Priority Applications (2)

Application Number Priority Date Filing Date Title
US05906665 US4259670A (en) 1978-05-16 1978-05-16 Broadband microstrip antenna with automatically progressively shortened resonant dimensions with respect to increasing frequency of operation
US06121885 US4320401A (en) 1978-05-16 1980-02-15 Broadband microstrip antenna with automatically progressively shortened resonant dimensions with respect to increasing frequency of operation

Applications Claiming Priority (1)

Application Number Priority Date Filing Date Title
US06121885 US4320401A (en) 1978-05-16 1980-02-15 Broadband microstrip antenna with automatically progressively shortened resonant dimensions with respect to increasing frequency of operation

Related Parent Applications (1)

Application Number Title Priority Date Filing Date
US05906665 Division US4259670A (en) 1978-05-16 1978-05-16 Broadband microstrip antenna with automatically progressively shortened resonant dimensions with respect to increasing frequency of operation

Publications (1)

Publication Number Publication Date
US4320401A true US4320401A (en) 1982-03-16

Family

ID=26819915

Family Applications (1)

Application Number Title Priority Date Filing Date
US06121885 Expired - Lifetime US4320401A (en) 1978-05-16 1980-02-15 Broadband microstrip antenna with automatically progressively shortened resonant dimensions with respect to increasing frequency of operation

Country Status (1)

Country Link
US (1) US4320401A (en)

Cited By (19)

* Cited by examiner, † Cited by third party
Publication number Priority date Publication date Assignee Title
US4445122A (en) * 1981-03-30 1984-04-24 Leuven Research & Development V.Z.W. Broad-band microstrip antenna
US4475108A (en) * 1982-08-04 1984-10-02 Allied Corporation Electronically tunable microstrip antenna
US4477813A (en) * 1982-08-11 1984-10-16 Ball Corporation Microstrip antenna system having nonconductively coupled feedline
US4547779A (en) * 1983-02-10 1985-10-15 Ball Corporation Annular slot antenna
US4586047A (en) * 1983-06-29 1986-04-29 Rca Corporation Extended bandwidth switched element phase shifter having reduced phase error over bandwidth
US4684952A (en) * 1982-09-24 1987-08-04 Ball Corporation Microstrip reflectarray for satellite communication and radar cross-section enhancement or reduction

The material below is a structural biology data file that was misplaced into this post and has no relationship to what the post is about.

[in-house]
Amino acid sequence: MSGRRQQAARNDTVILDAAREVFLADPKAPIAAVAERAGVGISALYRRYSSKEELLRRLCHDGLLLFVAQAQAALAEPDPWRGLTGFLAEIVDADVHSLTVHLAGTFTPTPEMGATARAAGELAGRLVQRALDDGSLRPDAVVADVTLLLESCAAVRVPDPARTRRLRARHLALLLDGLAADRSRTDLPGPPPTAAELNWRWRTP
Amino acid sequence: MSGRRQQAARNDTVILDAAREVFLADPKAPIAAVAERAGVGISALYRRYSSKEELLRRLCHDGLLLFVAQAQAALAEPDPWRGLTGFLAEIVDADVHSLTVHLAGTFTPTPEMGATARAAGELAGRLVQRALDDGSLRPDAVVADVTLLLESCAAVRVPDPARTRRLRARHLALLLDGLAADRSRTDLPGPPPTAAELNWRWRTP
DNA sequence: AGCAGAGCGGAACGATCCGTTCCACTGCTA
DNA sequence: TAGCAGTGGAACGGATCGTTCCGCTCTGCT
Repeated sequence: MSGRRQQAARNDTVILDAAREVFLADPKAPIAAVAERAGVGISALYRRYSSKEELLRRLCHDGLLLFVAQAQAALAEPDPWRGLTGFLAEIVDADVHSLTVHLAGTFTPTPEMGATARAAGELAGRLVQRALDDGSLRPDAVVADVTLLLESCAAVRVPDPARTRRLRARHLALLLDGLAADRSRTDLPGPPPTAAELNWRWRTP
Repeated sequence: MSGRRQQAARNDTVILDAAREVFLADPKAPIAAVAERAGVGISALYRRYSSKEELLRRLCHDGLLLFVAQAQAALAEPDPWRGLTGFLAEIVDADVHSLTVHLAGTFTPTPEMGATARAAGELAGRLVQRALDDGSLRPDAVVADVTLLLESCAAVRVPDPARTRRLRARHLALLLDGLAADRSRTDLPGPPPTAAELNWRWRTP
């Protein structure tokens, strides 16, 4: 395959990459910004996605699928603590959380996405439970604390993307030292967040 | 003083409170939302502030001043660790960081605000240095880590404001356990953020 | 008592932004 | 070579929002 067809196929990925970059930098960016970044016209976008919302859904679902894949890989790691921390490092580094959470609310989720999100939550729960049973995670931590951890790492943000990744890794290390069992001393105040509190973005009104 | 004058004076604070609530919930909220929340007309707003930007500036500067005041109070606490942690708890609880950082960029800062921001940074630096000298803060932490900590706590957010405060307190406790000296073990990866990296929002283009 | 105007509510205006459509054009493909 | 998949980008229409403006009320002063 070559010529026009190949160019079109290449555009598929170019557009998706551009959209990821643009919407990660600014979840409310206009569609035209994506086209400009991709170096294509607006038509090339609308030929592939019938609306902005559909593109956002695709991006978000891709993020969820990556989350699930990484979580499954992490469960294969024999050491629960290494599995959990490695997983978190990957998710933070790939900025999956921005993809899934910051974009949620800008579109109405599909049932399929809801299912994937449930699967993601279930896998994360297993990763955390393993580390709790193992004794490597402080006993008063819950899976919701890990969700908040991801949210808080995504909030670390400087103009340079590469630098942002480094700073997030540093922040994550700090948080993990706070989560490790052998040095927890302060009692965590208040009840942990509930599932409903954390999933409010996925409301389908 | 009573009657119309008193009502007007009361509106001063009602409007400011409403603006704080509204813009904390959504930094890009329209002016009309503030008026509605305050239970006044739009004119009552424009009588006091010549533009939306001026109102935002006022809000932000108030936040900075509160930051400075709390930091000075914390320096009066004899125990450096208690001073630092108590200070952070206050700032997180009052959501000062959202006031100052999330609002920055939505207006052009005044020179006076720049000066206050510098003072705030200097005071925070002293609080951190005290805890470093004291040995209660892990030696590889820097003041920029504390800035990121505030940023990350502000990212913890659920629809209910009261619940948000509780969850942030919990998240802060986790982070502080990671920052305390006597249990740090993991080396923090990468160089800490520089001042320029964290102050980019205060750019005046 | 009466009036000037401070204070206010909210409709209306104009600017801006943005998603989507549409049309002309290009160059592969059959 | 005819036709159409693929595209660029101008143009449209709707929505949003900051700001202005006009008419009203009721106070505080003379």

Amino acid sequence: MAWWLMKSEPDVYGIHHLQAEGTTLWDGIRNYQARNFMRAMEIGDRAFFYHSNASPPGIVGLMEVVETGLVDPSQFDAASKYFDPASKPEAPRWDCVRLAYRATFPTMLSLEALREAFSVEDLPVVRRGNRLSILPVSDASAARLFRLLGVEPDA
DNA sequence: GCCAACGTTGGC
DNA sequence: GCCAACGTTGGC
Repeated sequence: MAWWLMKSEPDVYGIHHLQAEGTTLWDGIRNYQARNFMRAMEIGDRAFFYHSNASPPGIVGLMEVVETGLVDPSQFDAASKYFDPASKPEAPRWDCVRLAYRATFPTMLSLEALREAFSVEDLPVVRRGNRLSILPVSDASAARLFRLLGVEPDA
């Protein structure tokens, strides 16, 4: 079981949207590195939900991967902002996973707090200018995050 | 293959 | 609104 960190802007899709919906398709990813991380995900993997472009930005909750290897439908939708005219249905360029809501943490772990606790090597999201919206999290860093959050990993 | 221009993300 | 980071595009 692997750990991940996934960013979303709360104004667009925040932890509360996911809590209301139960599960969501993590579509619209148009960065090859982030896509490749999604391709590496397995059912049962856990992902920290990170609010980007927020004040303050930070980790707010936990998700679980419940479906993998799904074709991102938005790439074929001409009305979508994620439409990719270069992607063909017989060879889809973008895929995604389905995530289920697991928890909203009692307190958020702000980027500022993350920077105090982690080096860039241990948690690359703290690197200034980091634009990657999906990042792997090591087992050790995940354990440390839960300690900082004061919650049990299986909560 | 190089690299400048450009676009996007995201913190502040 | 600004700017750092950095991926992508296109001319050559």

US4835539A (en) * 1986-05-20 1989-05-30 Ball Corporation Broadbanded microstrip antenna having series-broadbanding capacitance integral with feedline connection
US4933679A (en) * 1989-04-17 1990-06-12 Yury Khronopulo Antenna
US4973972A (en) * 1989-09-07 1990-11-27 The United States Of America As Represented By The Administrator Of The National Aeronautics And Space Adminstration Stripline feed for a microstrip array of patch elements with teardrop shaped probes
GB2252676A (en) * 1990-12-21 1992-08-12 Marconi Gec Ltd Patch antenna
US5307075A (en) * 1991-12-12 1994-04-26 Allen Telecom Group, Inc. Directional microstrip antenna with stacked planar elements
US5467095A (en) * 1992-06-19 1995-11-14 Rodal; Eric B. Low profile antenna
US5512910A (en) * 1987-09-25 1996-04-30 Aisin Seiki, Co., Ltd. Microstrip antenna device having three resonance frequencies
US5572222A (en) * 1993-06-25 1996-11-05 Allen Telecom Group Microstrip patch antenna array
EP0892459A1 (en) * 1997-07-08 1999-01-20 Nokia Mobile Phones Ltd. Double resonance antenna structure for several frequency ranges
FR2772517A1 (en) * 1997-12-11 1999-06-18 Alsthom Cge Alcatel Multifrequency antenna made according to the microstrip technology and device including this antenna
GB2358963A (en) * 2000-02-02 2001-08-08 Nokia Mobile Phones Ltd Mobile 'phone antenna
EP1315238A2 (en) * 2001-11-27 2003-05-28 Filtronic LK Oy Enhancing electrical isolation between two antennas of a radio device